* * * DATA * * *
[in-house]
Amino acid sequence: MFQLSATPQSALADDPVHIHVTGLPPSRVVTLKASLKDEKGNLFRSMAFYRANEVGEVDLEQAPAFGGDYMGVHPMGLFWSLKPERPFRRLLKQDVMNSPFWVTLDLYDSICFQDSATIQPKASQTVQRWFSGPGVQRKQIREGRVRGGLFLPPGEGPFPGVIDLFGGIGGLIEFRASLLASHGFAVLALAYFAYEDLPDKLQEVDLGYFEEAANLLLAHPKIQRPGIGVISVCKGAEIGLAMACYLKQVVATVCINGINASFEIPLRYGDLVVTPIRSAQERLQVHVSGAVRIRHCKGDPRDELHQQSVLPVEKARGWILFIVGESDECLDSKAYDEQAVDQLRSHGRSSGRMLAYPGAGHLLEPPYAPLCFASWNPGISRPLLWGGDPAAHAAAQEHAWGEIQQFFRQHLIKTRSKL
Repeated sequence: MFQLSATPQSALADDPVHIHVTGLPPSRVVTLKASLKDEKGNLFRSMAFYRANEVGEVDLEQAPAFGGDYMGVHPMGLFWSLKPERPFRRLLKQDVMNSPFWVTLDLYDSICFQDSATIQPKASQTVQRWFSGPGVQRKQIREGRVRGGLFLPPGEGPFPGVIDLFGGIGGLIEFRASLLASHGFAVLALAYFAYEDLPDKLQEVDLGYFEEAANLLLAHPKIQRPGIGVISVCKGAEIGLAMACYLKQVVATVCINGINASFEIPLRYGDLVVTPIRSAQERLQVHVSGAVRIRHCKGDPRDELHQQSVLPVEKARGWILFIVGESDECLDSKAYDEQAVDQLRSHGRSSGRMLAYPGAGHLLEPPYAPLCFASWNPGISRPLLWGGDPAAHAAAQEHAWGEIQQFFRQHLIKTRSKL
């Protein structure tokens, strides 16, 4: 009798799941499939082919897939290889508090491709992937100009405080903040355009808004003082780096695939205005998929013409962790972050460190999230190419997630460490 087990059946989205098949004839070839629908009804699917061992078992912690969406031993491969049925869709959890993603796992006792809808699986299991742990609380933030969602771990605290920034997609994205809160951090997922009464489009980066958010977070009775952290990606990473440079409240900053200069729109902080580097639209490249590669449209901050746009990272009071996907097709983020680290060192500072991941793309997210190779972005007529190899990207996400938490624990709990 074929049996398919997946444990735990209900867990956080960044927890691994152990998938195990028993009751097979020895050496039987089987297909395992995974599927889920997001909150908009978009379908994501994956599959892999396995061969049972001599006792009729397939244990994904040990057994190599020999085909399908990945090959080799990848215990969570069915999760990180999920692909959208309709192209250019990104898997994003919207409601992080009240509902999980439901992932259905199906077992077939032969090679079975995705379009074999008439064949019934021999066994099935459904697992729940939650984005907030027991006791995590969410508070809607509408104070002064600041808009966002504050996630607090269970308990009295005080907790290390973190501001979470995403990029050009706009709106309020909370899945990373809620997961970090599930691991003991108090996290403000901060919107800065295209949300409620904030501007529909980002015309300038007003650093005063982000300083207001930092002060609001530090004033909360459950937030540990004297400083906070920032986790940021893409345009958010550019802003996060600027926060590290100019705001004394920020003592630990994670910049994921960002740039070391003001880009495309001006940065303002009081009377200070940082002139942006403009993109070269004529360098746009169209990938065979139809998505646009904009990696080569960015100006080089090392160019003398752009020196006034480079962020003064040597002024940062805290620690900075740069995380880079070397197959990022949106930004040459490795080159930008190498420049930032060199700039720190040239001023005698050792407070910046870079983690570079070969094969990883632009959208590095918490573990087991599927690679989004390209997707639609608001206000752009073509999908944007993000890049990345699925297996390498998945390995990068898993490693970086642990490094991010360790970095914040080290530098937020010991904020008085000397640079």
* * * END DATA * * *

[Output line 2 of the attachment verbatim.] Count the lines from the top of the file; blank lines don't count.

Amino acid sequence: MFQLSATPQSALADDPVHIHVTGLPPSRVVTLKASLKDEKGNLFRSMAFYRANEVGEVDLEQAPAFGGDYMGVHPMGLFWSLKPERPFRRLLKQDVMNSPFWVTLDLYDSICFQDSATIQPKASQTVQRWFSGPGVQRKQIREGRVRGGLFLPPGEGPFPGVIDLFGGIGGLIEFRASLLASHGFAVLALAYFAYEDLPDKLQEVDLGYFEEAANLLLAHPKIQRPGIGVISVCKGAEIGLAMACYLKQVVATVCINGINASFEIPLRYGDLVVTPIRSAQERLQVHVSGAVRIRHCKGDPRDELHQQSVLPVEKARGWILFIVGESDECLDSKAYDEQAVDQLRSHGRSSGRMLAYPGAGHLLEPPYAPLCFASWNPGISRPLLWGGDPAAHAAAQEHAWGEIQQFFRQHLIKTRSKL